[From Article 4:] Furthermore, it is taught that we cannot obtain forgiveness of sin and righteousness before God through our merit, work, or satisfactions, but that we receive forgiveness of sin and become righteous before God out of grace for Christ’s sake through faith when we believe that Christ has suffered for us and that for his sake our sin is forgiven and righteousness and eternal life are given to us ... [From Article 5:] To obtain such faith God instituted the office of preaching, giving the gospel and the sacraments. Through these, as through means, he gives the Holy Spirit who produces faith, where and when he wills, in those who hear the gospel ... [Article 14:] Concerning church government it is taught that no one should publicly teach, preach, or administer the sacraments without a proper [public] call.
The origins of the doctrine within Protestantism are somewhat obscure. The idea was found in a radical form in Lollard thought. Martin Luther adduced it in his writings for the purpose of reforming the Christian Church, and it became a central tenet of Protestantism.
The doctrine is strongly asserted within Methodism and the Plymouth Brethren movement. Within Methodism it can plausibly be linked to the strong emphasis on social action and political involvement within that denomination, and can be seen in the role of Methodist local preachers and lay speakers in Methodist churches. Within the Plymouth Brethren, the concept is most usually evidenced in the lack of distinction between "clergy" and "laity," the refusal to adopt formal titles such as Reverend or Bishop, the denial of formal ordination, and in some cases the refusal to hire any "professional staff" or paid Christian workers at all. Baptist movements, which generally operate on a form of congregational polity, also lean heavily on this concept. The Laestadian pietist movement has a specific interpretation of the doctrine as one of its solemn rites concerning forgiveness of sins.
The vast majority of Protestants nonetheless draw some distinction between their own ordained ministers and lay people. Pastors and ordained ministers are usually regarded as congregational leaders and theologians who are well versed with Christian liturgy, scripture, church teachings and are qualified to lead worship and preach sermons.
Some groups during the Reformation believed that priesthood authority was still needed, but was lost from the earth. Roger Williams believed, "There is no regularly constituted church of Christ on earth, nor any person qualified to administer any church ordinances; nor can there be until new apostles are sent by the Great Head of the Church for whose coming I am seeking." Another group, the Seekers, believed that the Roman Catholic Church had lost its authority through corruption and waited for Christ to restore his true church and authority.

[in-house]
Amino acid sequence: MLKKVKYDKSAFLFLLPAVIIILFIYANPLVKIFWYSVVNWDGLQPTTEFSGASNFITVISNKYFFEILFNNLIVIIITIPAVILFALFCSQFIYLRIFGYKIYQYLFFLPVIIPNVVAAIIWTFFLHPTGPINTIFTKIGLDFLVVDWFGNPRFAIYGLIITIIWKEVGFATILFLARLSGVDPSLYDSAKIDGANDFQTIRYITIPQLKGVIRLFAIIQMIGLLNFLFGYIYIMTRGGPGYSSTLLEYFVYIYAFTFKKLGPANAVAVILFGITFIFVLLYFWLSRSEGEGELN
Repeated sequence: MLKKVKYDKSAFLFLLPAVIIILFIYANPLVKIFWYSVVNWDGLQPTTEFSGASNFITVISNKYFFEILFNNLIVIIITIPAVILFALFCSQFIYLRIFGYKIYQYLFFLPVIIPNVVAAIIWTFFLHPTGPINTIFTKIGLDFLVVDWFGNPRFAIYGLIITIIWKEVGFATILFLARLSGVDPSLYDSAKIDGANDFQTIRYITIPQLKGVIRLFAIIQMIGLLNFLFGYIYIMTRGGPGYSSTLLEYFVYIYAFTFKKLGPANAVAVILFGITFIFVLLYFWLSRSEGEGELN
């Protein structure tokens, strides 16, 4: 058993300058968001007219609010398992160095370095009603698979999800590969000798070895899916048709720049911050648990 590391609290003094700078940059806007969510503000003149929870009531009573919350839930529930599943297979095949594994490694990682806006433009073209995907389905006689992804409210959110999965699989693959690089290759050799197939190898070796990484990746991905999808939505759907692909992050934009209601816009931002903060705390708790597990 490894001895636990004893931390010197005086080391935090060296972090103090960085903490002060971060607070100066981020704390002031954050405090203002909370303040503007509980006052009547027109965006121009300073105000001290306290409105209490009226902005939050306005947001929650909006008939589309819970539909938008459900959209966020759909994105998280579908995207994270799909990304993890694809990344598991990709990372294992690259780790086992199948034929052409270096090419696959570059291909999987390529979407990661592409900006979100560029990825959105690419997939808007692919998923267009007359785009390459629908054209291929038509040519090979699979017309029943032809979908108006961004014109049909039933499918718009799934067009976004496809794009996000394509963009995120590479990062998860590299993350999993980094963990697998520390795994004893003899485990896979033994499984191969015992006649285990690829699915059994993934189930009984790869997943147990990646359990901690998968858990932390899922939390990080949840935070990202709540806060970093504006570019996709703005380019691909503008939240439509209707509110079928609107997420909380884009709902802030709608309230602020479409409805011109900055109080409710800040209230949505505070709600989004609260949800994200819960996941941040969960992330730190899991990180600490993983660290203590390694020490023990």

Luther's doctrine of the universal priesthood of all believers gave laypersons and the clergy equal rights and responsibilities. It had strong, far-reaching consequences both within the Protestant churches and outside of them with respect to the development of distinct political and societal structures.
Luther had the intention to organize the church in such a way as to give the members of a congregation the right to elect a pastor by majority-decision and, if necessary, to dismiss him again.The Lutheran church would get an institutional framework based on the majoritarian principle, the central characteristic of democracy. But mainly due to the strong political and military pressure from the Catholic powers, the developing Lutheran churches in the German territories had to seek the protection of their worldly rulers who turned them into state churches. In the Scandinavian countries, Lutheran state churches were established, too.
Calvin put Luther's intended democratic church polity into effect. The church members elected lay elders from their midst who together with pastors, teachers, and deacons, who were also elected by the parishioners, formed the representative church leadership. To this presbyterian polity, the Huguenots added regional synods and a national synod, whose members, laymen and clergymen alike, were elected by the parishioners as well. This combination of presbyteries and synods was taken over by all Reformed churches, except the Congregationalists, who had no synods.